On Saturday morning I still didn’t know whether we were playing Peterborough at home or away. It’s all pretty much the same these days, the only journey you take now is into your junk folder to see if an access key has been sent to you or not.
I’m torn on the ubiquitous availability of games nowadays; I appreciate that it’s the next best thing to being there but sometimes I wish it was all a bit more out of reach. I think I’ve said before, I don’t toggle the radio commentary that comes with the feed preferring whatever local radio commentary there is. Otherwise every game would seem almost exactly the same.
Styles vary; Lincoln’s commentators avoided naming Oxford players completely, Accrington’s were well versed, Peterborough’s had picked up concerns about Sam Long and made that the central fact to be repeated as frequently as possible.
There are common themes; the play-off defeat, of course, is presented as if we are a Championship side in the wrong division. Players like James Henry, Matty Taylor and Sam Winnall give extra weight to our reputation. More than once, the commentators have made a point about Liam Kelly being on loan from Feyenoord, such an exotic beguiling creature.
This promotes a disparity between clubs which doesn’t really exist. Steve Evans last week and Peterborough this liked to claim that we’re operating with a stratospheric budget even though Posh have spent more heavily this summer. In many departments we do seem to have the assets to match the reputation – we create chances – but we’re not the full package.
Putting aside our defensive problems for a bit, have we recovered from the emotional trauma of the play-off defeat, and the intensity of that three-week campaign? Did those games help or hinder our pre-season preparations; many clubs have had months of rest, whereas ours has been disrupted.
Above all, there’s the loss of the emotional thrust that comes from having a crowd behind you. It seems unlikely that we’d ever simply outspend the division. Despite claims by others, success would in part be down to the momentum we can create as a club, not just a team.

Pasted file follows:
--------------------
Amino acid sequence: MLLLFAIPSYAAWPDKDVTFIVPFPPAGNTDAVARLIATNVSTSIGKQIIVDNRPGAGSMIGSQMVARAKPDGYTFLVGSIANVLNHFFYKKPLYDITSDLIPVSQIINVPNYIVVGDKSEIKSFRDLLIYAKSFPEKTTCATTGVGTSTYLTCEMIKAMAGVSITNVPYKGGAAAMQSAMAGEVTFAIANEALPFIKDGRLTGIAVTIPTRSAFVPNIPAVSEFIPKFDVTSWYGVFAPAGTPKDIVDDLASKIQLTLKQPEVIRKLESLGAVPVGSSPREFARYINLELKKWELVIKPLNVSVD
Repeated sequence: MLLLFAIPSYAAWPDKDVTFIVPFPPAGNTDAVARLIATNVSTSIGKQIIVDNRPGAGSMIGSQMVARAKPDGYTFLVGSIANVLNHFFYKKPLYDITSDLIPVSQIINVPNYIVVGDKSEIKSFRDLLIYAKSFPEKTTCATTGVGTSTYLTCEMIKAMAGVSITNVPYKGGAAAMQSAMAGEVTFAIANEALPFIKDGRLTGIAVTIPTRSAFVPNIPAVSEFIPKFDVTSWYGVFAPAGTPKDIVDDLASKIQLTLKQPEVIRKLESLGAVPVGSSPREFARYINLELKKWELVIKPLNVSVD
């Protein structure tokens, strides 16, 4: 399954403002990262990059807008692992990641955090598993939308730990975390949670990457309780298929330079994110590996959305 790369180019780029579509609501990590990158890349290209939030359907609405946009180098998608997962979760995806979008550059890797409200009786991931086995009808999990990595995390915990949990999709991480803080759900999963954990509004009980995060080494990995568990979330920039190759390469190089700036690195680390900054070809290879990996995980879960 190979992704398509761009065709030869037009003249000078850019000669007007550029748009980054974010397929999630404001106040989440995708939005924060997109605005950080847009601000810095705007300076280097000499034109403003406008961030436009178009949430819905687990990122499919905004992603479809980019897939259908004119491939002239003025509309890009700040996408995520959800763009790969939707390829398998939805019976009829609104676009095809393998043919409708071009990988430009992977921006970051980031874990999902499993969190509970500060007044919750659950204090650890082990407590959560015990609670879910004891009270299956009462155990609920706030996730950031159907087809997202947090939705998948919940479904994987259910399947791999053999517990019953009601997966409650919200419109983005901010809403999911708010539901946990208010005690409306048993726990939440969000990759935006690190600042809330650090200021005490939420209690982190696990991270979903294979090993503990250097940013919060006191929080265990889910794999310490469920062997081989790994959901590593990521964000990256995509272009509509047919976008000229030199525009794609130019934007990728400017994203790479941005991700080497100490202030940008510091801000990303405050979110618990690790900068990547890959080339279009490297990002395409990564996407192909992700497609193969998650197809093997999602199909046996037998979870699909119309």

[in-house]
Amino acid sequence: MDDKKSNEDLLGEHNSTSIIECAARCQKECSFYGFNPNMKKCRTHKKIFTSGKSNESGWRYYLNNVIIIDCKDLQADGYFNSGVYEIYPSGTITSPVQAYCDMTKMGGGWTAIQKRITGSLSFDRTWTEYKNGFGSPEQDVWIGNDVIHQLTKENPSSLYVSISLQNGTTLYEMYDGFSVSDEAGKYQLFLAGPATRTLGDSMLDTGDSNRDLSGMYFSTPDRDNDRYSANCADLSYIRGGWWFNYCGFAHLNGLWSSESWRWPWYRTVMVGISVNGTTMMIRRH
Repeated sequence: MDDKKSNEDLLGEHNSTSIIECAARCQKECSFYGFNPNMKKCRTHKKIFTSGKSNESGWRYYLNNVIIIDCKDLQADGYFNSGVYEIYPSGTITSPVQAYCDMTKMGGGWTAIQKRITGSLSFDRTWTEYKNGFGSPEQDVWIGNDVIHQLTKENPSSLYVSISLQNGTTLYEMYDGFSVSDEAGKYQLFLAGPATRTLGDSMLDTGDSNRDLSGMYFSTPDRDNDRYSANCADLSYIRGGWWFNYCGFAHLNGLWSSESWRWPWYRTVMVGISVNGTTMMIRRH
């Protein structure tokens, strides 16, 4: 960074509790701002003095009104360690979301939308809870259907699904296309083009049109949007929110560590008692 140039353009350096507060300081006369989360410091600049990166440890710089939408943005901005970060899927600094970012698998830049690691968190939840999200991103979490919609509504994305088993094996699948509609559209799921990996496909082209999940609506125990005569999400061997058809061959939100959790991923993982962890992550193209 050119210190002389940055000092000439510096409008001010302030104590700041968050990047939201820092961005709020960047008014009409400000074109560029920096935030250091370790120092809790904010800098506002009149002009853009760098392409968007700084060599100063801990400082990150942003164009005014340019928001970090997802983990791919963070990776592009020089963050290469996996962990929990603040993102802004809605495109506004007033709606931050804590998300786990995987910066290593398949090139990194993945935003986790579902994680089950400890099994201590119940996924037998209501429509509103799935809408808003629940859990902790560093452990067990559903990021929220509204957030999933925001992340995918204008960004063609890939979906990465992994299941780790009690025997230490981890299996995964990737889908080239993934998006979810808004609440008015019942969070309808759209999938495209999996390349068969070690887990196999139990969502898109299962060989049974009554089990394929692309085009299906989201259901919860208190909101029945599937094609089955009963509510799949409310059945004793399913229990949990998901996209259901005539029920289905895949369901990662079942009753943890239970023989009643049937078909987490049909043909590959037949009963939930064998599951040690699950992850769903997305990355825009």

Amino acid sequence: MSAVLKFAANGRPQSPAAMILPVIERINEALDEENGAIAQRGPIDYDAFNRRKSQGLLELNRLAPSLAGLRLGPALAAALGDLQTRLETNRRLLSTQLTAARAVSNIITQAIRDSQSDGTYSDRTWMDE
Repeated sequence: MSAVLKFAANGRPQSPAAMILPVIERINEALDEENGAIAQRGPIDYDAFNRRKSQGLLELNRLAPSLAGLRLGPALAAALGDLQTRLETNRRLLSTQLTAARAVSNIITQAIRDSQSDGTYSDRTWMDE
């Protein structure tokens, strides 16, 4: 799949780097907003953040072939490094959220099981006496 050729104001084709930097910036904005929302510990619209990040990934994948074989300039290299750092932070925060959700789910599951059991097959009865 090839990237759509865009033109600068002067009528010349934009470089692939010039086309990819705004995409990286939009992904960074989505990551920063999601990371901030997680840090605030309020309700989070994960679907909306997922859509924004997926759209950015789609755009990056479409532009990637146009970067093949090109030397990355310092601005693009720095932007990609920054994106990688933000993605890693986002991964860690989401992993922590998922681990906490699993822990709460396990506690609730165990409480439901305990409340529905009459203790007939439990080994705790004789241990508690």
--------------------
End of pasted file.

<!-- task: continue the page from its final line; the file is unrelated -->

Let’s be charitable, the pieces are still falling into place. Maybe there’s a readjustment going on; before lockdown we had five wins in a row propelling us into the play-offs but before that we’d won one in eight. Much like Wycombe, our play-off place owed a lot to timing. With hindsight, and looking at Wycombe’s start, perhaps the defeat was no bad thing.
There are other chinks of hope; it’s difficult to know how much home and away makes a difference, but we’ve only played once at home and teams like Peterborough, Sunderland and even Gillingham are clearly going to be competitive this season. On the other hand, we do need to be competing with these teams if we expect to make the play-offs or better.
There’s also time now to settle the squad into the season. Time will tell as to the wisdom of the decision to not replace Rob Dickie, but the die is set, the players can at least focus on their performances without having to think about the disruption of new players coming in. Perhaps, once fit, a back-four of Clare, Atkinson, Moore and Ruffels will become a solid unit.
The key now is to do the opposite to what we instinctively want to do. Rather than panic, we need to stay calm and ease into the season. We feel like a dragster which is so powerful its wheels have ripped off the second the engine engaged. Time to reattach the wheels, ease off the power a little and accelerate away more slowly.
The prospect of the derby next week leaves me completely cold and, ironically, it’s likely to be the first game I miss this season, at least in part. I’m OK with that; for me it’s always been a visceral experience, outside of the fan experience Swindon doesn’t stir much emotion. In a sense, that might be the best attitude; objectively on paper MK Dons and Swindon at home are both winnable games. Getting too emotional about it – with Karl Robinson being an ex-MK manager, of course – adds weight to these fixtures we don’t need.
Our current struggles may be no bad thing; we could do with not being the Harry Potter of League 1 – The Team That Would Be in The Championship, The Team That Played At Wembley In A Pandemic with The Boy from Feyenoord.
Despite being bottom of the table, there’s no sense that Karl Robinson’s position is under any threat from within. Managers are probably safer now than ever before because clubs can’t afford the compensation. But with next week’s game now looming, we risk teetering on the edge of a crisis.
Quite how that will manifest itself is hard to tell. There’ll be no barrage of abuse from the stands, no toxicity hurled in the direction of the technical area, but Karl Robinson is a rare manager in that he thinks like a fan. He knows what this means and is all too aware of the difficulties fans are facing more broadly as a result of the pandemic. He’ll be desperate to win the derby for us, to avoid being the man who broke the spell. But, he needs to avoid trying too hard, too much overcompensation could blow up in his face. This was something that Chris Wilder was a master at; while Paolo DiCanio lost his mind in the ballyhoo, Wilder stuck to a game plan and even with a weaker team masterminded three famous wins. Keeping your head when all about you are losing theirs and all that will be key. The next week feels important, otherwise the biggest crisis the club could face may be inside Karl Robinson’s head.